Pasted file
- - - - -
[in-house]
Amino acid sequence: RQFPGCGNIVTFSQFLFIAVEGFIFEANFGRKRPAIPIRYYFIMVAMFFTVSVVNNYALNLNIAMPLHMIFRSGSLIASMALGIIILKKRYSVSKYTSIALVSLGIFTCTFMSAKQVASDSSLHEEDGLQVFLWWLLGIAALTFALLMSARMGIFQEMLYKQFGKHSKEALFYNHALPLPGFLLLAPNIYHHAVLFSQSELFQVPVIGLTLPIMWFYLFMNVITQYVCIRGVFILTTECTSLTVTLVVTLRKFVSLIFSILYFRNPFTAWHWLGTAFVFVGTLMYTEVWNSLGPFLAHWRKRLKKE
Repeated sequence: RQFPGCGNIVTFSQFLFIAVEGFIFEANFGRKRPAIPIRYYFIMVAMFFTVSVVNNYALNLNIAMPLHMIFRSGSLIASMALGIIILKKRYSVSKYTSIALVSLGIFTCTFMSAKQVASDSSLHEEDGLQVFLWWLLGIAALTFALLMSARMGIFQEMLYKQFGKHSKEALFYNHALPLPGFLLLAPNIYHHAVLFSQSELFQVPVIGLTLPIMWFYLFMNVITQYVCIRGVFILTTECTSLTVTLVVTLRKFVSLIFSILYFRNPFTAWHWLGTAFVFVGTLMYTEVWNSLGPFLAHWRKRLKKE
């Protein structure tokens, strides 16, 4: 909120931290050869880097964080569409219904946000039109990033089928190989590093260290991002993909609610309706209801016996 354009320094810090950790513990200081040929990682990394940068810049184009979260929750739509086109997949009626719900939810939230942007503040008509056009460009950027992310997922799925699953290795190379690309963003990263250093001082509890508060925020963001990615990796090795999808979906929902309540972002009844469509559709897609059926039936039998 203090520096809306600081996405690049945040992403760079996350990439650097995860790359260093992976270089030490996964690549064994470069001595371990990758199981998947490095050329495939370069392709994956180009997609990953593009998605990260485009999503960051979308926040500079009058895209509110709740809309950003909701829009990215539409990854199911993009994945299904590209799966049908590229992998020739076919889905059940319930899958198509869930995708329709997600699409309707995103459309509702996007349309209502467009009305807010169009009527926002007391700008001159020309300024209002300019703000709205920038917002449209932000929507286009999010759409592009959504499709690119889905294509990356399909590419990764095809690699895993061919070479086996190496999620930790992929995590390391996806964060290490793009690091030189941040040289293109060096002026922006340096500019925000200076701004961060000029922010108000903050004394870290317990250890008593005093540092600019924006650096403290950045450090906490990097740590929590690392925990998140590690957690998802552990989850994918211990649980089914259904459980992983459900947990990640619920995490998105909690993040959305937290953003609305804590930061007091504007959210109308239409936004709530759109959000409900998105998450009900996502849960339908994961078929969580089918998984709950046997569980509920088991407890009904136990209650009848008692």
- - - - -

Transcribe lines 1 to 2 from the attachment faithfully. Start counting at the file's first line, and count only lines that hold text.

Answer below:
[in-house]
Amino acid sequence: RQFPGCGNIVTFSQFLFIAVEGFIFEANFGRKRPAIPIRYYFIMVAMFFTVSVVNNYALNLNIAMPLHMIFRSGSLIASMALGIIILKKRYSVSKYTSIALVSLGIFTCTFMSAKQVASDSSLHEEDGLQVFLWWLLGIAALTFALLMSARMGIFQEMLYKQFGKHSKEALFYNHALPLPGFLLLAPNIYHHAVLFSQSELFQVPVIGLTLPIMWFYLFMNVITQYVCIRGVFILTTECTSLTVTLVVTLRKFVSLIFSILYFRNPFTAWHWLGTAFVFVGTLMYTEVWNSLGPFLAHWRKRLKKE